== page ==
Better late than never, today I am going to introduce the organism I am working with: Parhyale hawaiensis!

 

I have recorded some fellas to show you. We can observe some different life stages: an adult male, a juvenile, a couple and a pregnant female (the darker things in the ventral side are the embryos in the brood pouch).

 

 These “little shrimps”, as my mom calls them, are small (less than 2 cm) amphipod crustaceans. We all know what a crustacean is but what does amphipod mean? The name Amphipoda comes from the Greek roots ἀμφί  (“different”) and πούς  (“foot”) in reference to the two different orientations of the thoracic appendages. They are also commonly referred to as scuds, side swimmers, or beach hoppers and is one of the most ecologically successful group among crustaceans matching with a high level of diversity. 

Parhyale are detritivores (they consume decomposing plants and animal parts) with a circumtropical, intertidal, and shallow-water marine distribution (not bad, huh?). Adults are sexually dimorphic: females are smaller with prominent ovaries located in the dorsal part of the thorax, while males are larger and have a pair of larger chelipeds on the third thoracic segment (T3). Animals ready to mate can be found in amplexus (pre-mating pairs): the male first grasps and holds the female until he deposits the sperm into her oviducts and then, the female is released (not romantic at all).

 

The body plan of Parhyale contains 20 segments, 19 of which have appendages. There are six head segments: an ocular segment (which does not contain an appendage), two antennal segments (An1, An2), and three segments with feeding appendages: mandible (Mn), maxillule (Mx1), and maxilla (Mx2). The thorax consists of eight segments, beginning with a segment bearing a feeding-like appendage called a maxilliped (T1/Mxp). T2 and T3 segments have chelipeds, or claws; in sexually mature males, the T3 cheliped is enlarged and used to grasp onto females before copulation. T4–T8 segments have pereopods, or locomotary legs; T4–T5 legs face forward and are used for walking, while T6–T8 legs are oriented in opposition to T4–T5, and are used when the animal “jumps”. Finally, the abdomen consists of six segments with double-branched appendages, with A1–A3 segments bearing pleopods, or swimming appendages, and A4–A6 bearing uropods, or anchoring appendages.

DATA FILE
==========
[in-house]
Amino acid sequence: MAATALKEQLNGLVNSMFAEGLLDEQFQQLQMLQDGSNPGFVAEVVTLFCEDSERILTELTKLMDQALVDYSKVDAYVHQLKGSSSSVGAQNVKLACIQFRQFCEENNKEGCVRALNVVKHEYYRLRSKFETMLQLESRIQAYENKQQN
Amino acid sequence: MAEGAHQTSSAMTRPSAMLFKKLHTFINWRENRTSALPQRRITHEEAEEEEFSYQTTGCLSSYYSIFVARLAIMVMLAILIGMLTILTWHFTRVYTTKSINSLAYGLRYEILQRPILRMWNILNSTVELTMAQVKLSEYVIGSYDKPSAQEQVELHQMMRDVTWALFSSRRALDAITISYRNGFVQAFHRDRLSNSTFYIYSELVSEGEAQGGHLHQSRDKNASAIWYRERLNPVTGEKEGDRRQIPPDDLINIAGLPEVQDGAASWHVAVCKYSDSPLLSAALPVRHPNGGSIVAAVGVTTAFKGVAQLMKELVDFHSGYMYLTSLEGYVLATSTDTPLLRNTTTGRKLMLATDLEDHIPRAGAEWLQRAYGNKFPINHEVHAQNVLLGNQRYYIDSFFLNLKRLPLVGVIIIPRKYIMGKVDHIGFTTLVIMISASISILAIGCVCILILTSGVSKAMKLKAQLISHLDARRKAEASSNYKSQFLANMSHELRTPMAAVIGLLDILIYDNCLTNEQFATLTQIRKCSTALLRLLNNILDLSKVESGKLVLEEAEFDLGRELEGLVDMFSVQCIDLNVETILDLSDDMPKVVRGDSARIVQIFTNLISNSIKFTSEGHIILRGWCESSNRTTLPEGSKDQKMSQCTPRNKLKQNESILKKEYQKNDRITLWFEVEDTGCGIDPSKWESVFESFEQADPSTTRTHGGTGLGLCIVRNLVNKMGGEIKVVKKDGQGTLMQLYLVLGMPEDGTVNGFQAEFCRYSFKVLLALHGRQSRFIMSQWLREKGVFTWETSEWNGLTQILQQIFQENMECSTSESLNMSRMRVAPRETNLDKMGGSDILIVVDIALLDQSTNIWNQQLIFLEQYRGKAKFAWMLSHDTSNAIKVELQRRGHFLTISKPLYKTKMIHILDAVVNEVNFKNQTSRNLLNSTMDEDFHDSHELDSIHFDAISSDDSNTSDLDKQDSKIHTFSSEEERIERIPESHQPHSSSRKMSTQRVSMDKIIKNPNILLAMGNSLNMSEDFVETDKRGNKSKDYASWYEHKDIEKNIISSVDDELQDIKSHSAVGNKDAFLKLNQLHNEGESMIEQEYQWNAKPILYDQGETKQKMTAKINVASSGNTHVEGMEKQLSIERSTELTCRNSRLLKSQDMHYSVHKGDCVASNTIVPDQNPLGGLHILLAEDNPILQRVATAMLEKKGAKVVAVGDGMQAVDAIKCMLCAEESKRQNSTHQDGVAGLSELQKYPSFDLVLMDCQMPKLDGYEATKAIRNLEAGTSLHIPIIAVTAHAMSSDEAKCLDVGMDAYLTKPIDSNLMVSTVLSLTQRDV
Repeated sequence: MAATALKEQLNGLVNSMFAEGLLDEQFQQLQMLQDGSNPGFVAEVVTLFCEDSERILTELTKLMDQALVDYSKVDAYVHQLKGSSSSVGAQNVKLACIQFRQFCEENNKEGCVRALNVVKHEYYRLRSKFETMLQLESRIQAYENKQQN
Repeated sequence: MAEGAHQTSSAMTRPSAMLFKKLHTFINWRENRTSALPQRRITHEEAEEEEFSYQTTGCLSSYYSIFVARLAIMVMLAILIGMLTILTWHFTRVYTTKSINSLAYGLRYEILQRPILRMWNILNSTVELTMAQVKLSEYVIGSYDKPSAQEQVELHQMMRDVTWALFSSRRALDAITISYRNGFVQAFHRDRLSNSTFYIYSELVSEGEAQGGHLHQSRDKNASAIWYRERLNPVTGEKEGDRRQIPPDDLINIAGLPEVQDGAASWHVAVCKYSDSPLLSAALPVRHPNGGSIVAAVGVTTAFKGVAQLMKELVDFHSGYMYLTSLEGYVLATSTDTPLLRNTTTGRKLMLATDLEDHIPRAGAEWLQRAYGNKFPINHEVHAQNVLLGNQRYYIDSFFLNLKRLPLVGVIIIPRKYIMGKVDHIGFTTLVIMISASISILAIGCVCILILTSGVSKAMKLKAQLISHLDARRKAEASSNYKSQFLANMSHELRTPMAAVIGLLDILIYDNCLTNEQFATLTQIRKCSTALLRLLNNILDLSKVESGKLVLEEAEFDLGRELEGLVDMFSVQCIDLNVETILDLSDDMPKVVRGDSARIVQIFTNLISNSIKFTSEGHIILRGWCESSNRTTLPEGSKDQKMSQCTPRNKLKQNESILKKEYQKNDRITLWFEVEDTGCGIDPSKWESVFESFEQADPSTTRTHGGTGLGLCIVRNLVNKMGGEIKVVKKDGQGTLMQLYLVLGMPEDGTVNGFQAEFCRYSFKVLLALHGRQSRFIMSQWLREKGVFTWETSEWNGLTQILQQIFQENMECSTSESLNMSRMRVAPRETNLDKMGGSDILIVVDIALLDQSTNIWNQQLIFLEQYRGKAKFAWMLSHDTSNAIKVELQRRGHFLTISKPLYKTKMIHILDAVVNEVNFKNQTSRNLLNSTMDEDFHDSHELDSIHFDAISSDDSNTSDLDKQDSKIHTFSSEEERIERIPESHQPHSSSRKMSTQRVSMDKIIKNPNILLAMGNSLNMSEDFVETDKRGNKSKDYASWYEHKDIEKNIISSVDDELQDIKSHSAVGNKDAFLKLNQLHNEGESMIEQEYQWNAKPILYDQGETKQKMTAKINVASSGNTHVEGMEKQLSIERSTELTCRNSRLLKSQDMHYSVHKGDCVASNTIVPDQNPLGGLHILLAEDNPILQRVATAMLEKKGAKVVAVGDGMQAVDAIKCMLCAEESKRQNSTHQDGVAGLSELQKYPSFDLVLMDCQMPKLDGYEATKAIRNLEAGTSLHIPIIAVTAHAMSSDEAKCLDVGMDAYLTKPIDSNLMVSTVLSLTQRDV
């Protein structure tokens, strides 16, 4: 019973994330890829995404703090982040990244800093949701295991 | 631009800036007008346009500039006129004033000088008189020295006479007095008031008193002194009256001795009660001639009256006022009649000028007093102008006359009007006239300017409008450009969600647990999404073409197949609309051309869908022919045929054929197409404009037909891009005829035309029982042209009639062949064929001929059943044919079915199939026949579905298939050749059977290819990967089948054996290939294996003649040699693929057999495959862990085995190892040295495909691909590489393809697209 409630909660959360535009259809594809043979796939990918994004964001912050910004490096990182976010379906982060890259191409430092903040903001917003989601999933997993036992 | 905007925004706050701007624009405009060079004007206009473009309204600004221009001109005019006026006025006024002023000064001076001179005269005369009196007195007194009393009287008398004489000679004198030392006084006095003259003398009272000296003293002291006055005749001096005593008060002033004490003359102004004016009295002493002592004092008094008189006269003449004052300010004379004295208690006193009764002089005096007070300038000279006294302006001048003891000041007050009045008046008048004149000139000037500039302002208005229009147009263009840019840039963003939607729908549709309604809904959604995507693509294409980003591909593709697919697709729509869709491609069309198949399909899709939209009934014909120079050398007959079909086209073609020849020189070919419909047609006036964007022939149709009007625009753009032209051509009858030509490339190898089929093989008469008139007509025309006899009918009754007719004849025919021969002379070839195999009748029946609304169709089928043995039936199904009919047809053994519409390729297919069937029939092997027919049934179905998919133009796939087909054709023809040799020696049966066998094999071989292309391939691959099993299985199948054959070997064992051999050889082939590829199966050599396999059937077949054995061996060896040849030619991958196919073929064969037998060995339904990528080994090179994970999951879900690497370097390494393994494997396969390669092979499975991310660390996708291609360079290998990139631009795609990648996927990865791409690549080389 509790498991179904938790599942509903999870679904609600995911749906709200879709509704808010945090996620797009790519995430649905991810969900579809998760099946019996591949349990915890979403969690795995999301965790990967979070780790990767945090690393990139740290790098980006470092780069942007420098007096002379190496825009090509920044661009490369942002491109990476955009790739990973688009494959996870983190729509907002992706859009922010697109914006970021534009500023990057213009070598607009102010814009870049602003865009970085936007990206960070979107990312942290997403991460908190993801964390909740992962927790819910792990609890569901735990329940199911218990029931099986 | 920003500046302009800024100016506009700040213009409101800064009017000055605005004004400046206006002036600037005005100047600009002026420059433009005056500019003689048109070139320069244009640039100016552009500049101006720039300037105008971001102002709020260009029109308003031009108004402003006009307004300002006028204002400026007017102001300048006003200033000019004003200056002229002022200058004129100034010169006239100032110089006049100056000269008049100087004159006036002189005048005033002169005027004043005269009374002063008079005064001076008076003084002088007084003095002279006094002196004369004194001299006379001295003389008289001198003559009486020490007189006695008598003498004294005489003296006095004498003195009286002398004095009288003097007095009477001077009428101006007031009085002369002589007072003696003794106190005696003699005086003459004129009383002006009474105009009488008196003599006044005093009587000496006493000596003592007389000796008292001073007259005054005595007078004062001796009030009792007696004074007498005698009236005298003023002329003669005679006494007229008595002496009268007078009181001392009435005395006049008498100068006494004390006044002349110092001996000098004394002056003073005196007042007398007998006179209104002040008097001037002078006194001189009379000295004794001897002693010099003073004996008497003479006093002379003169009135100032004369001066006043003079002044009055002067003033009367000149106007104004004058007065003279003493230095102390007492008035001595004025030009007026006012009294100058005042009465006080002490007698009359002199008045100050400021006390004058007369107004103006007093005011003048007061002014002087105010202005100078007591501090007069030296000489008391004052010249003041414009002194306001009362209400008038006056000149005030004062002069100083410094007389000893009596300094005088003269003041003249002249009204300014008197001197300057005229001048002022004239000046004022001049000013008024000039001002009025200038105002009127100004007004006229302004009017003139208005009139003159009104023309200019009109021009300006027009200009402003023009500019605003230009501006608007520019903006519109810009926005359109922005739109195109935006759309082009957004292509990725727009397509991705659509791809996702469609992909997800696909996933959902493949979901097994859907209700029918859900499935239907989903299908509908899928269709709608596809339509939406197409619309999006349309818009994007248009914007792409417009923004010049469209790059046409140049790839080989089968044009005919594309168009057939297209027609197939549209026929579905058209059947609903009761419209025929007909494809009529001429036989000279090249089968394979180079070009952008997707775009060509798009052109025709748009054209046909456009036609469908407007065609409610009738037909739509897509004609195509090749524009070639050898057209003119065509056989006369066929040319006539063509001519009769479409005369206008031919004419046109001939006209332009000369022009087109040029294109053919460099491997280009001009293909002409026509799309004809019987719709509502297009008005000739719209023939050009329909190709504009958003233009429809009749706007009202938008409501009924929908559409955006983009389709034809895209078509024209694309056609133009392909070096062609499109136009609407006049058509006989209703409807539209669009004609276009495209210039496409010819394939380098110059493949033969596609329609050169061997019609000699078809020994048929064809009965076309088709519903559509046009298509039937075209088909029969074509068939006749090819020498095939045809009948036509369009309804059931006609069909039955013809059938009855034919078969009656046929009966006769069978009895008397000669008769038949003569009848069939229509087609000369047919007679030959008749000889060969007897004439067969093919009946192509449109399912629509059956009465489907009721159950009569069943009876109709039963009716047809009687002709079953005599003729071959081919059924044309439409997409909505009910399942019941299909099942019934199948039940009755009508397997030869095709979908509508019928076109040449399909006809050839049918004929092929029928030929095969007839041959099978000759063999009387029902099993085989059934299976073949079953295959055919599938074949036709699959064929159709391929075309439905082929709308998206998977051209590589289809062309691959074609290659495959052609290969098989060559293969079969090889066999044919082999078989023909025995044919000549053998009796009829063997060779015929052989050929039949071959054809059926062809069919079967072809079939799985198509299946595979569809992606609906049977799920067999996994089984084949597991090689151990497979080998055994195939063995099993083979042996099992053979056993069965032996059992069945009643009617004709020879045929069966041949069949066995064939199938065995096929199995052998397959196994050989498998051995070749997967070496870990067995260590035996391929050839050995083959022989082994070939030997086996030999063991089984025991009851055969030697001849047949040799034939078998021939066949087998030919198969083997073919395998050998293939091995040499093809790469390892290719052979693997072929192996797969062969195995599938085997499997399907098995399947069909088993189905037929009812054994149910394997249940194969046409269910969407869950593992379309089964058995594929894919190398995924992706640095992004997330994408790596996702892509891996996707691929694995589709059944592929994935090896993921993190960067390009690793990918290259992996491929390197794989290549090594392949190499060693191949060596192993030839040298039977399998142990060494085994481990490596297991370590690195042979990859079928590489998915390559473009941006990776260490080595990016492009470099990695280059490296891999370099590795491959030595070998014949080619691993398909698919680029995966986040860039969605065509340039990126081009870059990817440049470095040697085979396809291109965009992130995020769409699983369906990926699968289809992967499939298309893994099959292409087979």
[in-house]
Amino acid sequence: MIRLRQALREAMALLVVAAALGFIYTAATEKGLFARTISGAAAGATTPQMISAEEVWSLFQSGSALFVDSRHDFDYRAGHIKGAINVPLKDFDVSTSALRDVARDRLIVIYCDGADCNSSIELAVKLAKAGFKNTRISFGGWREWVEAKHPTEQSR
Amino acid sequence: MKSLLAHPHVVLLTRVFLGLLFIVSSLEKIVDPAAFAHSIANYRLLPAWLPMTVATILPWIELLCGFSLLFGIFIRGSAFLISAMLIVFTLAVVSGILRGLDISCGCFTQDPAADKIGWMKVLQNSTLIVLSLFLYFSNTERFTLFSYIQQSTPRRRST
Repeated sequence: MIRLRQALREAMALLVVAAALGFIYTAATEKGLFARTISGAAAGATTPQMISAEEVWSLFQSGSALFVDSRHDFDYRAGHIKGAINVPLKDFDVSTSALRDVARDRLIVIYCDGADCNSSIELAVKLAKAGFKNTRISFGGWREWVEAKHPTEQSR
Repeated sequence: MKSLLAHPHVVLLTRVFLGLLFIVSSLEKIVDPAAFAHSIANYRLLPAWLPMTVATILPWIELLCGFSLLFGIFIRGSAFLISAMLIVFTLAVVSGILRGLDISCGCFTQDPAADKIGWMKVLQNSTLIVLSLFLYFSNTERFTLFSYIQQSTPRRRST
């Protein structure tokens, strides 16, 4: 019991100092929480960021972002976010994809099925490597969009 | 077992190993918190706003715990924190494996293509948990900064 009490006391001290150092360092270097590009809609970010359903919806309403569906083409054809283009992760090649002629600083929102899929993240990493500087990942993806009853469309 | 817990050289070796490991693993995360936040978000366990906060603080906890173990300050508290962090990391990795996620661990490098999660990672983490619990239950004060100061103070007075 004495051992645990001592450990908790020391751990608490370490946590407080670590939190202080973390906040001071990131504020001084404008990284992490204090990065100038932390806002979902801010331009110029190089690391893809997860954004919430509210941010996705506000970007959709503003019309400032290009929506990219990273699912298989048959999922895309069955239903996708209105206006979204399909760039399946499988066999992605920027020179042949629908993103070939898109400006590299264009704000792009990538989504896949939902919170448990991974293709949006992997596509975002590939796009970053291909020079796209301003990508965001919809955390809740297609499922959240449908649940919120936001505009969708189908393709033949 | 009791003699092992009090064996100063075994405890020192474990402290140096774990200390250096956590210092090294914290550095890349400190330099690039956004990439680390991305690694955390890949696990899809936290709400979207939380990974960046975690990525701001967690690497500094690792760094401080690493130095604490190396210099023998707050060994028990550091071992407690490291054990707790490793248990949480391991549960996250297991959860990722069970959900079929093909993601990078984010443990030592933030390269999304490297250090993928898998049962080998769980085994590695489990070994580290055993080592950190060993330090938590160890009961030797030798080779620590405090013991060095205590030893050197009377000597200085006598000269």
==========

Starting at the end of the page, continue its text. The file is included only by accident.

Before the female’s new cuticle hardens she sheds her eggs into a ventral brood pouch through two bilaterally symmetric oviducts, fertilising them in the process. The females broods their young progeny in this ventral pouch being able to produce embryos every 2 weeks all year round (yes, you can do experiments the whole year!). The embryos are large and easy to collect; the yolk is opaque, but the superficially positioned embryo and surrounding chorion are transparent, which make them suitable to microinject and generate transgenic lines. Embryonic development takes around 10 days and the hatchling emerge as miniature versions of the adults (in contrast to other crustaceans) and about 2 months later they become sexually mature.

But do not be fooled by their size, since they can be very aggressive and not nice at all. I am not sure if this also happens in their natural habitat, but in dense population you can easily observe Parhyale fighting and even devouring each other, not really caring even if they are lifelong neighbours or school friends. Oh, and they love starting from the head!

Why am I working with Parhyale? It is clear that their life history makes them amenable to culture and genetic manipulations allowing broader comparative studies of arthropod development. However, there is another very interesting feature that I have not mention yet: these little animals are also able to regenerate their appendages! During my PhD I will do my best to unravel the diversity of cell types in Parhyale limbs, which cells are the progenitors, and what are they doing during this process. So, stay tuned if you want to learn more about regeneration and Parhyale!

 

If you want to read more about these guys, there are very nice reviews from people with true expertise with this new model organism. One of the latest is:

Sun DA, Patel NH. The amphipod crustacean Parhyale hawaiensis: An emerging comparative model of arthropod development, evolution, and regeneration. WIREs Dev Biol. 2019;e355. https://doi.org/10.1002/wdev.355

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